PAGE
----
Being forced to consider your mortality

There’s nothing like a deadly coronavirus to stop you dead in your tracks and start considering what may have been, six months ago, inconceivable, but now, all of a sudden is quite possible.

At 67 I never thought my number would come up, at least, not until some time after 70, or even 80.  In a country like ours, we could expect to live, and many have, well into their 80s, with a variety of ailments that were reasonably controlled by modern pharmaceuticals, and advances in medical science.

The coronavirus has swept all of that safety net away.

Gone.

And, it seems, whilst it doesn’t affect those under 60 as badly as those over 60, it will if you have underlying medical issues, and particularly those with damaged immune systems.

Those, in fact, who are cancer patients and others who have to use medication such as methotrexate.

Someone like me.

Instead of the expectation of seeing my grandchildren grow up into the adults we expect them to be, the odds have been stacked against me.   Statistically, the odds sit at 40% at best, 20% at worst, but my father is 95 and my mother 92.  I suspect the fact they have survived this long adds a few more points to my best rate.

But, even as little as four weeks ago, when this pandemic was still just a localized epidemic, it seemed that it couldn’t happen to us.

Not the way it has in the last few days.  It seems a lot of people don’t think the social distancing and self-isolation applies to them.  the pity of it is, they are the ones who may be least affected by it.

To increase the chances of not getting infected, I have to lock myself away and cut off contact with everyone and everything for the foreseeable future.  Unfortunately, where we have responsibilities to others and live in an environment where isolation is impossible,  I guess it’s only a matter of time.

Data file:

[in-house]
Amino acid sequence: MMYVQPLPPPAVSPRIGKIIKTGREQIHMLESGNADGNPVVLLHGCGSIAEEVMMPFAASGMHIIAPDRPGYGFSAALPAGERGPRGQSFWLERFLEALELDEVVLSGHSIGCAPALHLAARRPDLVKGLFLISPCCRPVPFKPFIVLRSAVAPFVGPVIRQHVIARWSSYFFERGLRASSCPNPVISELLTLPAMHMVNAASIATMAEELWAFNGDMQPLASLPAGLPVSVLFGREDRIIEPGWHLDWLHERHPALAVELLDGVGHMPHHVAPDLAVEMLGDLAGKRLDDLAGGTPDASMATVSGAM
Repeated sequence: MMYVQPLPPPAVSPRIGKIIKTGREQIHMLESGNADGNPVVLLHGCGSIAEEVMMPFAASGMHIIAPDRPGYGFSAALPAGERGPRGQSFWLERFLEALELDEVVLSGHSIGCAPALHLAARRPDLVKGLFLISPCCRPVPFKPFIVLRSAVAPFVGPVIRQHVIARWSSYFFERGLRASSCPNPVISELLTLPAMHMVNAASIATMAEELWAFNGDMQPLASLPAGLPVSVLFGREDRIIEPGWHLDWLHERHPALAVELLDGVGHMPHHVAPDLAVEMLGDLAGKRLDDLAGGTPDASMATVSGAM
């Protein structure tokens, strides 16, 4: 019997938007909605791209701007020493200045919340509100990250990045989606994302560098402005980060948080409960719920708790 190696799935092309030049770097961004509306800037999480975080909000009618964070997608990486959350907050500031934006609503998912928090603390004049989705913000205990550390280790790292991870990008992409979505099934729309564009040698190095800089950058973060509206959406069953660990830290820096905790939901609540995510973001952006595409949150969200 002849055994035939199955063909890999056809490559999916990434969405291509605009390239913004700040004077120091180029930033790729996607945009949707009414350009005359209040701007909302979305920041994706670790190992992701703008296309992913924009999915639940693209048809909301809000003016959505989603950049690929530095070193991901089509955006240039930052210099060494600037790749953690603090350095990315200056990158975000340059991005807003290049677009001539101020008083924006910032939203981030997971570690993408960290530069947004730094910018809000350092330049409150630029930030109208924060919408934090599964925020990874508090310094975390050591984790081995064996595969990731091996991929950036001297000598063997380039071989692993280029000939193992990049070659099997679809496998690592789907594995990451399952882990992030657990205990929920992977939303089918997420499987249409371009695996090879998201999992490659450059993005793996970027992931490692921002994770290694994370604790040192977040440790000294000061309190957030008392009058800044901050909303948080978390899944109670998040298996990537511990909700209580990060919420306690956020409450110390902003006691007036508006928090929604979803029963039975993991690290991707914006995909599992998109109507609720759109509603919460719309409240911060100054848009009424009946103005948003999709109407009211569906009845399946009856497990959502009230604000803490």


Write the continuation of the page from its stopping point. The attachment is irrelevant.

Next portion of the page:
I will be watching re-runs of The Omega Man, a film I saw one dark and dreary night, and one that surprised me that it might possible.

In those days, this sort of pandemic was not considered possible and the figment of some scriptwriter or author’s imagination.  Now, it’s quite prophetic.

I think I’ll add Soylent Green to that list because it deals with the extinction of life in a different but equally improbable way.  The problem is, I think it’s now an all too real possibility considering how we initially ignored the coronavirus, and are now ignoring climate change.

The trouble is, I don’t think I’ll live long enough to see that I’m right.

Watch the two movies and then let me know what you think.

 

 

2 thoughts on “Being forced to consider your mortality

  1. I am myself approaching the big 6-0.. I can understand your sudden pessimism as I too am asking myself a few hard questions as well. Pray that we all survive this testing period and live long enough to still be able to make a difference.

    Liked by 1 person

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